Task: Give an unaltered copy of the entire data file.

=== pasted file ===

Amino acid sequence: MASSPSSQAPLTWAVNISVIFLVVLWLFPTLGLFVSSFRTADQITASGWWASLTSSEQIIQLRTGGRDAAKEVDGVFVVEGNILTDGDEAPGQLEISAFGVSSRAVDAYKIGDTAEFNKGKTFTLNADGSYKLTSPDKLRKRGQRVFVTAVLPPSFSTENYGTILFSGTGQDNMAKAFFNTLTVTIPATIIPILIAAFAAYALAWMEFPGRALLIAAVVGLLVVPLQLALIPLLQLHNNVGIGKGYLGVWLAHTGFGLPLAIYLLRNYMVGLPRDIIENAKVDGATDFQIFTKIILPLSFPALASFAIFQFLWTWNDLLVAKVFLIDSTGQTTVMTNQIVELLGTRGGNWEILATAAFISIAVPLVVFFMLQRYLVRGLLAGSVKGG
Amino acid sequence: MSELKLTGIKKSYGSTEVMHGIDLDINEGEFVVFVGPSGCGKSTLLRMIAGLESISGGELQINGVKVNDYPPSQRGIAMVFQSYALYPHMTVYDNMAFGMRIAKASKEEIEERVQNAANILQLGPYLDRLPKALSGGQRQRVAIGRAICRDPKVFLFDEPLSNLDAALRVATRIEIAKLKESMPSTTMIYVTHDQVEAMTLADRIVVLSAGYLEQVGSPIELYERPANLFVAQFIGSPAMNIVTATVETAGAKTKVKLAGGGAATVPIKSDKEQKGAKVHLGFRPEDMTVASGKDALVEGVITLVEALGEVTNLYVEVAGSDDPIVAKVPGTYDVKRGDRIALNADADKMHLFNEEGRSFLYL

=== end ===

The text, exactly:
Amino acid sequence: MASSPSSQAPLTWAVNISVIFLVVLWLFPTLGLFVSSFRTADQITASGWWASLTSSEQIIQLRTGGRDAAKEVDGVFVVEGNILTDGDEAPGQLEISAFGVSSRAVDAYKIGDTAEFNKGKTFTLNADGSYKLTSPDKLRKRGQRVFVTAVLPPSFSTENYGTILFSGTGQDNMAKAFFNTLTVTIPATIIPILIAAFAAYALAWMEFPGRALLIAAVVGLLVVPLQLALIPLLQLHNNVGIGKGYLGVWLAHTGFGLPLAIYLLRNYMVGLPRDIIENAKVDGATDFQIFTKIILPLSFPALASFAIFQFLWTWNDLLVAKVFLIDSTGQTTVMTNQIVELLGTRGGNWEILATAAFISIAVPLVVFFMLQRYLVRGLLAGSVKGG
Amino acid sequence: MSELKLTGIKKSYGSTEVMHGIDLDINEGEFVVFVGPSGCGKSTLLRMIAGLESISGGELQINGVKVNDYPPSQRGIAMVFQSYALYPHMTVYDNMAFGMRIAKASKEEIEERVQNAANILQLGPYLDRLPKALSGGQRQRVAIGRAICRDPKVFLFDEPLSNLDAALRVATRIEIAKLKESMPSTTMIYVTHDQVEAMTLADRIVVLSAGYLEQVGSPIELYERPANLFVAQFIGSPAMNIVTATVETAGAKTKVKLAGGGAATVPIKSDKEQKGAKVHLGFRPEDMTVASGKDALVEGVITLVEALGEVTNLYVEVAGSDDPIVAKVPGTYDVKRGDRIALNADADKMHLFNEEGRSFLYL